candlestick

July 1836-December 1837


The Collected Letters, Volume 9


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TC TO JANE WILSON; 4 December 1837; DOI: 10.1215/lt-18371204-TC-JWI-01; CL 9:e2-394.


TC TO JANE WILSON

Chelsea, Monday [4 December 1837]

My dear Miss Wilson,

Ever since I saw you, as before, I have been half deaf, very busy,1 and almost altogether miserable: I seem, as it were wrapped in a case of catarrh, which will probably last me thro' the foggy months. There is nothing for me but to crouch low, and keep quiet tho' the sky came down. Taylor2 was here one night in my absence, speaking about Lecturing;—it makes me shudder to the marrow of the bone.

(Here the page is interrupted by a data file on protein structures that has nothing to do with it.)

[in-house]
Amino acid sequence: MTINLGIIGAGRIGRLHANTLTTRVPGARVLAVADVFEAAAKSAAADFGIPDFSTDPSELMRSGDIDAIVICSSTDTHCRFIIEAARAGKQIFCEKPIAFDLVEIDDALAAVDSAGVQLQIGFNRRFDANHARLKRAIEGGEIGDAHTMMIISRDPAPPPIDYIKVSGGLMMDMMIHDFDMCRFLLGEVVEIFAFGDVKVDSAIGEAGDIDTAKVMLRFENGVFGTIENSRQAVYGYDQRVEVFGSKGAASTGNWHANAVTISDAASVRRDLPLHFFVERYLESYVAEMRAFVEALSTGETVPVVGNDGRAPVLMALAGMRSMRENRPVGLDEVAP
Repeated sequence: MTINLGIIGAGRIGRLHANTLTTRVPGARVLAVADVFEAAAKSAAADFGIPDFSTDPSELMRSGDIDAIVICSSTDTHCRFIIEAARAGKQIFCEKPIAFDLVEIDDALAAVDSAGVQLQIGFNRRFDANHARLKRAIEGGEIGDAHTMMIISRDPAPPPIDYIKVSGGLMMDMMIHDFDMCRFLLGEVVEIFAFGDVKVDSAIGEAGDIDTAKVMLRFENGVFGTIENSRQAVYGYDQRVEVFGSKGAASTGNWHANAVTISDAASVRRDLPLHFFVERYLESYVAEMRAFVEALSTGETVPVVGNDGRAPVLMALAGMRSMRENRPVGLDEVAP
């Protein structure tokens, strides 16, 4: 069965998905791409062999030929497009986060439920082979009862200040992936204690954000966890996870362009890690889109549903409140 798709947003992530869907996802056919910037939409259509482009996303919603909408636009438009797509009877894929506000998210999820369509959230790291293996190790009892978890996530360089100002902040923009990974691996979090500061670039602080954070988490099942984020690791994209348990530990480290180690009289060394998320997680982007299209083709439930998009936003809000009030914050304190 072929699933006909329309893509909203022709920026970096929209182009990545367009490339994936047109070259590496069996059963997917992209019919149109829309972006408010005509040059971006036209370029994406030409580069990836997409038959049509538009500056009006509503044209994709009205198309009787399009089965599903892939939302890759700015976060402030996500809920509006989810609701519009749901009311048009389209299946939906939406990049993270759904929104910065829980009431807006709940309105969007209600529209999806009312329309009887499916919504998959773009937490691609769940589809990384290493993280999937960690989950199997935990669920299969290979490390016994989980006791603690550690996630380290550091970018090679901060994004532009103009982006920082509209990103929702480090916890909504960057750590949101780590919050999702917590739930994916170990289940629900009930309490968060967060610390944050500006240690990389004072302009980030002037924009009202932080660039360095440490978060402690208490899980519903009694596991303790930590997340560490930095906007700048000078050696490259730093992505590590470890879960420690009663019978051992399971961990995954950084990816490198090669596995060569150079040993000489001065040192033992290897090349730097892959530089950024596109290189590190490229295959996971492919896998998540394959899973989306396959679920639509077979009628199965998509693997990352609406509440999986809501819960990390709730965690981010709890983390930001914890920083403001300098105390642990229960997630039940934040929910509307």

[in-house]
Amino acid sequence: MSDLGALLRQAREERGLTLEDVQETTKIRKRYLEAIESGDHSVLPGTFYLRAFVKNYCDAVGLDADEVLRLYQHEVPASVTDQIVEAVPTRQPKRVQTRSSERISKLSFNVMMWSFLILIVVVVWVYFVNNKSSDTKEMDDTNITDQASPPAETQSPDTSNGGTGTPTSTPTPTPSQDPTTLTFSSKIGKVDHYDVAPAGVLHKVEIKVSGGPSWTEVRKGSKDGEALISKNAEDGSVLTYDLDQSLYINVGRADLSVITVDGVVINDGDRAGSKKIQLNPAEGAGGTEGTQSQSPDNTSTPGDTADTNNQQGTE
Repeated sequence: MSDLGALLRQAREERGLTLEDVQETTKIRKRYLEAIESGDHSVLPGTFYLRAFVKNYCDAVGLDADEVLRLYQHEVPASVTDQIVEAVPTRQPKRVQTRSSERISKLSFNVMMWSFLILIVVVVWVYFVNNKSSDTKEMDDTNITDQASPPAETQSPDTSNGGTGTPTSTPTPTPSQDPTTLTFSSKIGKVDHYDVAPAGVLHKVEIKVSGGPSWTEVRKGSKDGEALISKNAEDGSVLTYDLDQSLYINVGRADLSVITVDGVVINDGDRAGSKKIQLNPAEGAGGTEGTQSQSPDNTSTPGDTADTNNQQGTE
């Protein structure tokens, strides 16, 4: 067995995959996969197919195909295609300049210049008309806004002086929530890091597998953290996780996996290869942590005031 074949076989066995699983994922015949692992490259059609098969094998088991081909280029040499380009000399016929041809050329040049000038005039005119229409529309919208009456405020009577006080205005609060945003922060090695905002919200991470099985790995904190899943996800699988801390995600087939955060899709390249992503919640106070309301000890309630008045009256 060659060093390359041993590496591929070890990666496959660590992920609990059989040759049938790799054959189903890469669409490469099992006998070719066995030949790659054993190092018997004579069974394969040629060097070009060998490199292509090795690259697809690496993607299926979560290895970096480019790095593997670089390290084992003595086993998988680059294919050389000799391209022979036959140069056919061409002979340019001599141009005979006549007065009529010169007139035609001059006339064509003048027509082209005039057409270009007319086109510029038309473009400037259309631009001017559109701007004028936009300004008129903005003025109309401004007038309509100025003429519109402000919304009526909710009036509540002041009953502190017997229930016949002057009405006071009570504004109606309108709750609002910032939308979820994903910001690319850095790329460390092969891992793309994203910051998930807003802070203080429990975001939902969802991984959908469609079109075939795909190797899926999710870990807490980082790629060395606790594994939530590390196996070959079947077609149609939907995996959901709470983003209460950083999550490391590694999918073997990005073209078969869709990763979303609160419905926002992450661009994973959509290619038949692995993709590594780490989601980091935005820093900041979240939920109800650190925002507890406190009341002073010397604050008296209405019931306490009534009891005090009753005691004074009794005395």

I remember an innocent looking young lady3 who came here once with the Misses Somerville:4 she shall see me again to her innocent heart's content, since it will give you a little satisfaction that she do it. Thursday the 14th, or any day. Only I must beg that you would say tea instead of Dinner; the latter being, in my present catarrhal state, a very serious enterprise.

My Wife, with thanks and compliments to you, reports favourably of herself; and indeed seems by dint of care to do wonderfully well.

I will hope to see you one of these afternoons, for my hurry of work will abate ere long.— (A shocking pen!)

Ever most truly Yours, /

T. Carlyle